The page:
A potent work from a strong new literary voice. These incredible stories are razor-sharp with the possibility of disaster, and Hollander is doing something special in transforming domestic spaces into something anxious and unsettling. Through stunningly crisp dialogue and settings that feel at once familiar and surreal, Hollander has created a memorable collection that is as rich as it is moving. This is an unforgettable collection by an important new writer. It comes across as highly-stylized at the same time it feels honest and realistic. A potent work from a strong new literary voice.
Hollander's evocative imagery does a marvelous job of capturing the sort of existential ennui that many young millennials have faced since the start of The Great Recession. In These Times the Home Is a Tired Place showcases Hollander's incredible eye for finding overlooked moments and inflating them with her astute language. This is work that gets to the very heart of the human condition, and does so in musical prose at a wildly thrilling pace. This is an unfortunate trend. She writes of the secrets of the psyche, and of the domestic drama of our times, with subtlety and grace and with a precision which makes the many moments of shocking clarity that much more powerful. Hollander rips apart the fabric of domesticity and then splices it back together with the unsettling and bizarre. These conflicts arise in biting, humorous prose--sharp, clipped sentences interrupted by sentences of surprising beauty and length.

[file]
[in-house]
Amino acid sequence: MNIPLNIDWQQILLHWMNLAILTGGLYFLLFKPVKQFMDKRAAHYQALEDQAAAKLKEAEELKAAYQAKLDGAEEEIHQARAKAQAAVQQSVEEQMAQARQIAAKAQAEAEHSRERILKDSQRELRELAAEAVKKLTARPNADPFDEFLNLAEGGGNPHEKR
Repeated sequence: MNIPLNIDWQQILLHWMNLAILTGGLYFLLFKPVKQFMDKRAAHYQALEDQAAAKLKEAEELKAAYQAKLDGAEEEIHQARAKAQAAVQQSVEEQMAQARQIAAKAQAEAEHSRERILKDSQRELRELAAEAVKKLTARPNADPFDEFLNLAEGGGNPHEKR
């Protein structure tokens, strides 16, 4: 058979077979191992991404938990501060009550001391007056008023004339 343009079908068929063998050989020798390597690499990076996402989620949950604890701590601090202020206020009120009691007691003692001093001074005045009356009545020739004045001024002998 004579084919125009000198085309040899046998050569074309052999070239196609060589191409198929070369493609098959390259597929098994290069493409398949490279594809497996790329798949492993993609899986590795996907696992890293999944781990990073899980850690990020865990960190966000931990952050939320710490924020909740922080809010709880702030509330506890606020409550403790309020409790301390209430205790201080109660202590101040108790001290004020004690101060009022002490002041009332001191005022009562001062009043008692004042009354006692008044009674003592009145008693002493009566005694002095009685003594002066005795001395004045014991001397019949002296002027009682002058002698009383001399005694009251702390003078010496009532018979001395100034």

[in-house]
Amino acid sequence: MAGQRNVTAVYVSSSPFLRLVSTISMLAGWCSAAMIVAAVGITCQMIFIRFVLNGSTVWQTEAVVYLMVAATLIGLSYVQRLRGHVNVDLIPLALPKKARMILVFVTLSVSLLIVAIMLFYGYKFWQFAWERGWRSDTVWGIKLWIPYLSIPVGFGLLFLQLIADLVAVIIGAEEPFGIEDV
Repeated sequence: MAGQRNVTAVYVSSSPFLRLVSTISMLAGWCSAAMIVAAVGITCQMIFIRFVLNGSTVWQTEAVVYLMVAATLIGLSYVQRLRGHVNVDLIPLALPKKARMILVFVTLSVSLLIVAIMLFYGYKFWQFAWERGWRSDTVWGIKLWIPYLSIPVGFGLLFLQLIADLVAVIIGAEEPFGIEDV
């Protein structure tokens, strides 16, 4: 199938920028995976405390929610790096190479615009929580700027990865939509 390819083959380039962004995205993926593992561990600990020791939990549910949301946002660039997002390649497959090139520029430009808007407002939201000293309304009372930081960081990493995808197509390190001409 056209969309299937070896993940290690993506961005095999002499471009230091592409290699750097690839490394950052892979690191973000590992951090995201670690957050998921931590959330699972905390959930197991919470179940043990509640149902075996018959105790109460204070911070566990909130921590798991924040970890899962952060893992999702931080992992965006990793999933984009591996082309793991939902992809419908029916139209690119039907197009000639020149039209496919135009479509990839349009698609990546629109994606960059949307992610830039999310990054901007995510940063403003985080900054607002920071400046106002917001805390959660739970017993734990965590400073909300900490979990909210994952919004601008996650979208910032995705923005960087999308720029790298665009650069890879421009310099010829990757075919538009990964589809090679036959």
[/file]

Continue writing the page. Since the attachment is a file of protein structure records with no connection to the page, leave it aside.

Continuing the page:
Recommended for fans of literary short fiction of the more daring sort--Hollander's stories would be nicely at home on the bookshelf alongside collections by Caitlin Horrocks, Holly Goddard Jones, Danielle Evans, Megan Mayhew Bergman, Bonnie Jo Campbell and others. They head from Michigan to Ohio by taxi, fortifying themselves with morning doses of schnapps. Grocery line stretched back to frozen foods, her customer-in-training next to her pushing a full-sized cart in which lay a package of egg noodles. The details in these stories ring true and are recognizable amid the insanity. One is up to ones Empire neck in sense and sensibility and pride and prejudice and and and and and so much more.